In order to defeat Democrats relying on mass upper class and the poor, Douthat suggests that Republicans need to win some mass upper class votes along with working class. Therefore, the GOP must retain pro-Bush voters while drawing Sam’s Club supporters. This will be a key to McCain’s nomination of his running mate.

Adam Doster, Senior Editor at In These Times, applauds Douthat and Salem because their working class conservatism hits Democrat’s lack of moral value. However, Doster points out that Douthat and Salem fail to present insightful analyses on socio-economic inequality under the Bush administration. Adam Doster says that John McCain needs to address real working class conservatism (“Sam’s Club Politics”; In These Times; May 30, 2008).

Sam’s Club Republicans will play a critical role in the presidential election this year. The media focus on Iraq, the War on Terror, and the Subprime mortgage. But grassroots movements are no less important in this election. Will the Grand New Party stimulate political dynamism of America?

Monday, June 16, 2008

Strength and Weakness of McCain and Obama

A British conservative journal, entitled the Spectator, publishes a special blog named Americano to present brief commentaries on US presidential election this year. On this blog, I found an interesting post, “If it's the economy it's Obama, if it's foreign policy it's McCain” (13 June, 2008).

Quoting a CNN poll released on June 12, James Forsyth, Web Editor of the Spectator, says “The poll finds that Obama leads McCain 50-44 on the economy, while McCain has a 54-43 advantage over Obama on foreign policy.” At this early stage, it is not of much use to speculate overall results, and determine which candidates are in a better position. Michael Dukakis led George H. W. Bush in June 1988, and John Kerry led George W. Bush in June 2004 (“Fat Lady Not Singing Yet (Except in California)”; The Plank=The New Republic’s Blog; June 12, 2008).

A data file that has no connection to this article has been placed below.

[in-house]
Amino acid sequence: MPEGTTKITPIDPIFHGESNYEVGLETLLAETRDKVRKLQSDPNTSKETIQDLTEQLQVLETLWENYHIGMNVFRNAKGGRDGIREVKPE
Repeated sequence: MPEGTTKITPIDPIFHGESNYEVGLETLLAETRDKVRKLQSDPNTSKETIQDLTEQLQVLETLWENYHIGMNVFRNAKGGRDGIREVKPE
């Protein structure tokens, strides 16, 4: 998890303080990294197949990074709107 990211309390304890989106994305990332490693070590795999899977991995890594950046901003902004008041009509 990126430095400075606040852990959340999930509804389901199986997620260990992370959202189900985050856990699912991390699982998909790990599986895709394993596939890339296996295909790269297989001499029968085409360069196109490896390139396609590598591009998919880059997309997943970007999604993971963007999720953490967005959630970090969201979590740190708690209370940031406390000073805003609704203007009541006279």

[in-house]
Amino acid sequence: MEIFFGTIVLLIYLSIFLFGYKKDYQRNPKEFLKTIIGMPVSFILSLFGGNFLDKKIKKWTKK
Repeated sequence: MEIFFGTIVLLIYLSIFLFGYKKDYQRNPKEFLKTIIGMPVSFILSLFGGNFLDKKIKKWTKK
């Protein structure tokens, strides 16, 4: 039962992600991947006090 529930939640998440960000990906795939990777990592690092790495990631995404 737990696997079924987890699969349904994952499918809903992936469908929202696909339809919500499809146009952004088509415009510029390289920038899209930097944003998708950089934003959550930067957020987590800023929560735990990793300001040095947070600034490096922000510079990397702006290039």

What I would like to argue is that voters do not trust Senator Barack Obama’s competence in foreign policy despite his wholehearted appeal for sooner withdrawal from Iraq. Senator John McCain’s 54 to 43 lead in foreign policy is substantial, compared with Obama’s 50 to 44 advantages in the economy. As I have mentioned in a previous pots, McCain has already discussed vital security issues with European and Middle Eastern leaders this March to commemorate the 5th anniversary of the Iraq War. Yoshiki Hidaka, Visiting Senior Fellow at the Hudson Institute and former Japanese journalist, often comments that McCain’s unyielding commitment to the Iraq War is widely respected among the public. Come to think of it, Robert Kagan, Senior Associate at the Carnegie Endowment for International Peace, points out flip flop attitudes of Senator John F. Kerry and Senator Hilary Rodham Clinton on Iraq.

Now, I have a question. Is Barack Obama so well versed with the economy? He has not articulated his economic policy during the campaign at this stage. Those who chose Obama over McCain in the economy are simply frustrated with economic crises under the Bush administration such as the Subprime mortgage problem. But the economy will not improve through simply denouncing George W. Bush and the Republican Party. If the mortgage problem is so serious as pessimistic economists say, it must be resolved through multilateral policy coordination as seen in the Plaza-Louvre accord in late 1980s. In that case, Obama’s incompetence in foreign policy will be a critical disadvantage. While McCain has launched an initiative for a League of Democracies and talked with European leaders, Obama has not done anything. In addition, Japanese leaders are concerned with Obama’s pro-Chinese stances. Can Barack Obama really lead policy coordination among top industrialized democracies without winning sufficient trust? I doubt it.

More importantly, John McCain is not a carbon copy of current President Bush. In foreign policy, he is more interventionist, and not in favor of early Bush “humble diplomacy”. McCain is more active in cutting greenhouse gas emission. He draws more support from grassroots “Sam’s Club Republicans”, rather than relying on one of Bush’s political bases of “Country Club Republicans”.

Apparently, Barack Obama has not proven his competence and qualification for the President over John McCain. It is John McCain who is really capable of rearranging America’s partnership with Europe and Japan. The problem is the trend of low-information voters as the Economist’s blog “Democracy in America” says (“Which way for Obama and McCain?”; June 13, 2008).

In face of domestic and global challenges, America needs a Theodore Roosevelt, not a Jimmy Carter.